R50 BILLION – that’s how much motorists are spending every year on vehicle repairs and injuries caused by potholes, according to a study by the SA Road Federation (SARF).
The figure is based on information obtained from claims to insurance companies for car repairs for, among other things, shock absorbers, vehicle suspensions, tyre replacements and repairs.
It includes the cost of medical treatment of injuries sustained in accidents caused by potholes or motorists swerving to avoid them.
SARF executive director Malcolm Mitchell said there was a strong correlation between the road condition and road-user costs.
“R50bn… it is a conservative figure. We don’t know for certain, but it is a large amount of money.”
With proper road maintenance by local government, it wouldn’t be nearly as high, according to the CSIR, which has released a study into the causes, costs and solutions to South Africa’s pothole problem.
CSIR built environment executive director Hans Ittman said the road maintenance backlog stood at R100bn and focus needed to shift from developing more roads to maintaining existing ones.
It’s not only our heavy summer rains that could be blamed, said chief researcher Dr Phil PaigeGreen. “The combination of unusually wet conditions over long periods, excessive traffic and poorly maintained roads is a sure recipe for the development of potholes.”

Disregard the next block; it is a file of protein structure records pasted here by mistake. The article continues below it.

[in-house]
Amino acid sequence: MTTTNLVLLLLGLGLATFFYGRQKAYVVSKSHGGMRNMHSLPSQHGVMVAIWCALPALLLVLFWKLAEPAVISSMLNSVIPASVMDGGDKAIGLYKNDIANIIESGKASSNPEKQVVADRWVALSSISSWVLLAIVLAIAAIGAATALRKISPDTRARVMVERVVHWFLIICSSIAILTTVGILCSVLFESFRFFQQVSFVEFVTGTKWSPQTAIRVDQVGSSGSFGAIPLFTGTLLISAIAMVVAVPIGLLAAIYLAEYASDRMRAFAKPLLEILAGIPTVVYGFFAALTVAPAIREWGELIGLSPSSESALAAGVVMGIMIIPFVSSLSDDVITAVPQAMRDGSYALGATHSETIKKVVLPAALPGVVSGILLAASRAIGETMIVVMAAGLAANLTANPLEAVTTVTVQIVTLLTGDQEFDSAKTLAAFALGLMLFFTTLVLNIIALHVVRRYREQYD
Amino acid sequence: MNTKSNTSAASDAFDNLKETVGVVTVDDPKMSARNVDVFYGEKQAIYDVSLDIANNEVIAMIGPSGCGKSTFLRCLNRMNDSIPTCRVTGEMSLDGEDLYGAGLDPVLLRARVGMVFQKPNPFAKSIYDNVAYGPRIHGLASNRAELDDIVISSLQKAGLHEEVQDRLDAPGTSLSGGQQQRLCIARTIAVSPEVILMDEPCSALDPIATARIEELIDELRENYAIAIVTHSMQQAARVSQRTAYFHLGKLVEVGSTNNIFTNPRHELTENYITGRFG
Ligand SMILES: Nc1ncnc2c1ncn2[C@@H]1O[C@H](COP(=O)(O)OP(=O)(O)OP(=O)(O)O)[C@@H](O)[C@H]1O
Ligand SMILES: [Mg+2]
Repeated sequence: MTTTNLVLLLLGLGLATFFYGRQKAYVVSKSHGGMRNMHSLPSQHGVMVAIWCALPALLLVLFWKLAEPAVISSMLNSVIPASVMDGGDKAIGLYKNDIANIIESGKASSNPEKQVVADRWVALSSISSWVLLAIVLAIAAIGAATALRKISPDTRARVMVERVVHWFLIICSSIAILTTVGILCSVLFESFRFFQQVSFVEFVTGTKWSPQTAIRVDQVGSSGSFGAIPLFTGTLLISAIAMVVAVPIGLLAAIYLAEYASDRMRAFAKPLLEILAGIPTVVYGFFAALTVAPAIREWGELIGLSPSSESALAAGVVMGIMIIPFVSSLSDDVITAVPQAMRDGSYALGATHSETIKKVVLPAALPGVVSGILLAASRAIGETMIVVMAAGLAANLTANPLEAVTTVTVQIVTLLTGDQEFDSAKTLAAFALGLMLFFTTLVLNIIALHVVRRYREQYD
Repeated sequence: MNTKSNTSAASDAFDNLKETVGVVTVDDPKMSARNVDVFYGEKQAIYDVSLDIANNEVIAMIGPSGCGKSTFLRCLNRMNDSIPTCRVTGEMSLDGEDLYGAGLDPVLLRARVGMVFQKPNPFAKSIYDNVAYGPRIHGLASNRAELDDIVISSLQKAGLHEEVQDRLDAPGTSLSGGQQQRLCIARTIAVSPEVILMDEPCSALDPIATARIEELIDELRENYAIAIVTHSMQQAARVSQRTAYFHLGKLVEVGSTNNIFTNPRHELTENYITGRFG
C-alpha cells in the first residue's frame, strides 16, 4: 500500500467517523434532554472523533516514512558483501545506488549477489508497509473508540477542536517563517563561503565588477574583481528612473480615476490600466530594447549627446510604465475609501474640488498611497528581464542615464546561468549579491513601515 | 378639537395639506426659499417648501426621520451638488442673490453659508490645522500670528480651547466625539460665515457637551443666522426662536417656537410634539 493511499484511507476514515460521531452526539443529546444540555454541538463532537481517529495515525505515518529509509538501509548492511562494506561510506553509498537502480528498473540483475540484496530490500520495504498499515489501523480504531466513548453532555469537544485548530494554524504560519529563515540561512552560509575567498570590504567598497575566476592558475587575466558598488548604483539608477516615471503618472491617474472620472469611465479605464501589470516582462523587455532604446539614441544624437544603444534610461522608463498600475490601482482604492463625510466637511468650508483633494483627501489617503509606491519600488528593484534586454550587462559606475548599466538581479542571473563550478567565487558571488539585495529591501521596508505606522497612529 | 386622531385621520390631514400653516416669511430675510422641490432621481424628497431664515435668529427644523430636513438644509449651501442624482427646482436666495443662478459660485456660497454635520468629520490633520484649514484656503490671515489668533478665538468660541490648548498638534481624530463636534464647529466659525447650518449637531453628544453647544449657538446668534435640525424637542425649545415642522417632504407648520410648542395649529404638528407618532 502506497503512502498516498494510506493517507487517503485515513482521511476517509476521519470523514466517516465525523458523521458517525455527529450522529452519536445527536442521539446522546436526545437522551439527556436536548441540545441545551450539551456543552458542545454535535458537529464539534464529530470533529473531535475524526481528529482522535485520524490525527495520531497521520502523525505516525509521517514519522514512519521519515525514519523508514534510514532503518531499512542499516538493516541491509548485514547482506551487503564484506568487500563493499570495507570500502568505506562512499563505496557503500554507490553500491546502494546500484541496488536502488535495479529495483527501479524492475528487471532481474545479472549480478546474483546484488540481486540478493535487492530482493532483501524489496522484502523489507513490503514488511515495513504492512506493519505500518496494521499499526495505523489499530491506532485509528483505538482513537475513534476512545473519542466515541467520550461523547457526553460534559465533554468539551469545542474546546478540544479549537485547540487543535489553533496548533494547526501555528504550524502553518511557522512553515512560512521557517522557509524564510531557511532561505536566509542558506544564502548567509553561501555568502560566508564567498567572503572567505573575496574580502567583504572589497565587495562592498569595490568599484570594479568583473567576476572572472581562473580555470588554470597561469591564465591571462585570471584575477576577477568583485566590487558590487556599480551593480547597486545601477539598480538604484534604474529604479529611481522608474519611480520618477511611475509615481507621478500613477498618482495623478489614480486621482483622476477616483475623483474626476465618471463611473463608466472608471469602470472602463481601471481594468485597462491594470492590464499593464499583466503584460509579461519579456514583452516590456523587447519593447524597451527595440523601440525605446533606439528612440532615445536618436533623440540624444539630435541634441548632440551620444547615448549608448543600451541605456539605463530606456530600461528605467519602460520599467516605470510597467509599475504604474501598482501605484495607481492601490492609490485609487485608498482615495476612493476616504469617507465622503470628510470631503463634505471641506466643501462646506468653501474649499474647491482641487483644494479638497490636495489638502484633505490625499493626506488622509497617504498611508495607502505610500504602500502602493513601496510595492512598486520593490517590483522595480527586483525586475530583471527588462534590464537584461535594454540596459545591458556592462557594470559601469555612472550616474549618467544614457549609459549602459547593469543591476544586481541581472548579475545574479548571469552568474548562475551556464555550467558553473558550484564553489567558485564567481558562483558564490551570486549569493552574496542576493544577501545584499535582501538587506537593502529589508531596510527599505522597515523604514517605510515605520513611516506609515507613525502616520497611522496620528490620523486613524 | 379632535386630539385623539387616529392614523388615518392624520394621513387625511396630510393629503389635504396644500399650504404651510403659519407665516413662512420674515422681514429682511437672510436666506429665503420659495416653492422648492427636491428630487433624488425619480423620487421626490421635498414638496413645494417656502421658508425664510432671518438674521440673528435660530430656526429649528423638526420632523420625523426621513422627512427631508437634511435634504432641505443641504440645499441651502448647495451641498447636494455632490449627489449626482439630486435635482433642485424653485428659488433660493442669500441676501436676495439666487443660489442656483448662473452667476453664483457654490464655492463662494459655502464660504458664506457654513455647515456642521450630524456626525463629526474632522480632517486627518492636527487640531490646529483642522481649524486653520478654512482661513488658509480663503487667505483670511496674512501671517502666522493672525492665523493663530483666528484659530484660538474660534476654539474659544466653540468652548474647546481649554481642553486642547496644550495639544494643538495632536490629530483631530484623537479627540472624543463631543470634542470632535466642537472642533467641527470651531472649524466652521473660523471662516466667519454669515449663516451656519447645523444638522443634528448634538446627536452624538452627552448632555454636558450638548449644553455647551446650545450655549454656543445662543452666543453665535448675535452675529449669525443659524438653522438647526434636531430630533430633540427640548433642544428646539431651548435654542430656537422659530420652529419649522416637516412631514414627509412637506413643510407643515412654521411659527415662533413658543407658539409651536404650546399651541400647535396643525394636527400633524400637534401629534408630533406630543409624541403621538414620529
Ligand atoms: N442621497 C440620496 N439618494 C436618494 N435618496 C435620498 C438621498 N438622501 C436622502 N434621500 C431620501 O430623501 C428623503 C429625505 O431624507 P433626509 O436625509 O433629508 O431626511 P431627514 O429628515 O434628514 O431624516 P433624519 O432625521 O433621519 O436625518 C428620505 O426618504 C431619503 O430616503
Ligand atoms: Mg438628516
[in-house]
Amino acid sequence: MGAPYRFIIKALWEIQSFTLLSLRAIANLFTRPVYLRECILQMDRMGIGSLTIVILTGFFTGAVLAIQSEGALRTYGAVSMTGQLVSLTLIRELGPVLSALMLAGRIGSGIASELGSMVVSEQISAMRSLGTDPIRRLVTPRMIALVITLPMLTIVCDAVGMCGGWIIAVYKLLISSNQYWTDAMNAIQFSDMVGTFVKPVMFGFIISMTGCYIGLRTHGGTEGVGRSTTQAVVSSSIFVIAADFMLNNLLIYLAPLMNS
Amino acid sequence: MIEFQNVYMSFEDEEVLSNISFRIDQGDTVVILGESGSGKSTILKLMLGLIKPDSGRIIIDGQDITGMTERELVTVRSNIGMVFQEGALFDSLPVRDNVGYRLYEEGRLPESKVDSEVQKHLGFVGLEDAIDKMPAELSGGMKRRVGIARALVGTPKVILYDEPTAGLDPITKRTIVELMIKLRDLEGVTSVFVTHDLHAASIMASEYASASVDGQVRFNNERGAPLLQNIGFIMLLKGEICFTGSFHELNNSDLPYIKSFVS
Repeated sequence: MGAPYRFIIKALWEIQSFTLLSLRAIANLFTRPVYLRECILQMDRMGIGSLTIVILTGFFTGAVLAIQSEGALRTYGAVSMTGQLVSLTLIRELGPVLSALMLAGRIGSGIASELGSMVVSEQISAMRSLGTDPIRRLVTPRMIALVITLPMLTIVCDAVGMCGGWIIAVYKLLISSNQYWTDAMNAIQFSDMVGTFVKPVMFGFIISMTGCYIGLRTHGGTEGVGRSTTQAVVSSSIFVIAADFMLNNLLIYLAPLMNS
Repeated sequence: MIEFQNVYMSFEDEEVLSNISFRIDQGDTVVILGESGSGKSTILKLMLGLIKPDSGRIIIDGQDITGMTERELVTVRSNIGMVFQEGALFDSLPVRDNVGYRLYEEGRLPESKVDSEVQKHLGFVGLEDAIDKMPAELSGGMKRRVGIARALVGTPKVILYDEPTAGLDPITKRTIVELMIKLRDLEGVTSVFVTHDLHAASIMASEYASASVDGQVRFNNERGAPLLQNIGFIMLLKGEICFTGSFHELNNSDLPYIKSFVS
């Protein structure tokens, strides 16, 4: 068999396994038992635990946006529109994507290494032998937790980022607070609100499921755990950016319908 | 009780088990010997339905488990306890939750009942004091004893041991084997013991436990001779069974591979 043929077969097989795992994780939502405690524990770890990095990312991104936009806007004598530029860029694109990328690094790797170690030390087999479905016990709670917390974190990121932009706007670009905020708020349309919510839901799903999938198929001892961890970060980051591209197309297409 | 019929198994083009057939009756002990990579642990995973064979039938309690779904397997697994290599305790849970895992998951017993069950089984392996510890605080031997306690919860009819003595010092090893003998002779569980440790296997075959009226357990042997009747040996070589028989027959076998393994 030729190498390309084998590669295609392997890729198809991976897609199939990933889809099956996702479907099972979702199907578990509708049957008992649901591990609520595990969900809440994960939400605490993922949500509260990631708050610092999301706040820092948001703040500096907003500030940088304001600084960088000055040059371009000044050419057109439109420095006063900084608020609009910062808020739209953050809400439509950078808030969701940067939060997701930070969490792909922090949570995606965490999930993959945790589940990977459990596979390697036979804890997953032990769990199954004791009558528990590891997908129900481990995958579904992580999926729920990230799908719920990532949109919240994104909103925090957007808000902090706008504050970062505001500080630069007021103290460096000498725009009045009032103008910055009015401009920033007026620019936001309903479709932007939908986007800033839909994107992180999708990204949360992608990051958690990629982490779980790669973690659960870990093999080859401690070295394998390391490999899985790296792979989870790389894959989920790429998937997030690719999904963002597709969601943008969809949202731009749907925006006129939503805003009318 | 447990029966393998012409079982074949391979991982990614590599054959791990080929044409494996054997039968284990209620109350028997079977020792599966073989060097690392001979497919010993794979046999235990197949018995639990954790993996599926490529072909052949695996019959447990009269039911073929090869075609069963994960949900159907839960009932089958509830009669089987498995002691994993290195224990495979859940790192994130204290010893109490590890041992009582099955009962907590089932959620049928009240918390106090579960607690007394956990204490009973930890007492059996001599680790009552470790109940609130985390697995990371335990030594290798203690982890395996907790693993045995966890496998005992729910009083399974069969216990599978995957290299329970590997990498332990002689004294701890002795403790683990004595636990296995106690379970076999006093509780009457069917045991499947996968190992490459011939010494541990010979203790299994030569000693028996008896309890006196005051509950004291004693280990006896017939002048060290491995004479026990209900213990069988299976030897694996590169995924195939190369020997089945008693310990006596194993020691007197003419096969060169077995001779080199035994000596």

According to Paige-Green, potholes are formed when water seeps into cracks in the road surface and weakens its structure. To prevent this, that top black layer of road – commonly referred to as “tar”, but actually a material called “bitumen” – has to be looked after. Bitumen is a sealant, acting as a waterproof layer to roads. But time takes its toll on the material.
Constant exposure to ultraviolet rays from the sun dries it out and makes it harder and less flexible. Heavy traffic then puts it under pressure and deforms it.
And, just like a wire that is constantly bent backwards and forwards, the bitumen begins to break and crack. If the cracks were repaired, that is where the problem would end. But when water gets into cracks the potholes start to form. But this proactive maintenance is not happening on South Africa’s provincial roads.
“Potholes are… ‘repaired’ on an ad hoc or reactive basis, often quite some time after their formation,” reads the study.
“When potholes are not repaired timeously, they deteriorate rapidly and become larger and deeper until patching maintenance is no longer possible. Expensive reconstruction of the road is then necessary.”
It’s an issue that could be avoided with continuous, preemptive maintenance. That grey, dried-out bitumen can be restored with a rejuvenating spray at just R5 a square metre. Wait for cracks or potholes to show, and you are looking at between R15 and R38 a square metre for a new layer of bitumen. Allow the road to deteriorate completely and the cost rockets to R3.5 million per kilometre of road that needs to be repaired.
Municipal budget constraints exacerbate the problem – only R9.2bn is being allocated to road maintenance each year. About R32bn is needed.
“It is imperative that funding be provided… for preventative, rather than reactive, routine road maintenance,” said Paige-Green. “That will go a long way towards saving costs of the repeated patching of potholes which is often incorrectly done.”
Last year’s rainy season brought a torrent of car accidents caused by potholes. With those summer storm clouds gathering, Paige-Green can only hope for the best.
By Kriten van Schie
03/12/10 Late Edition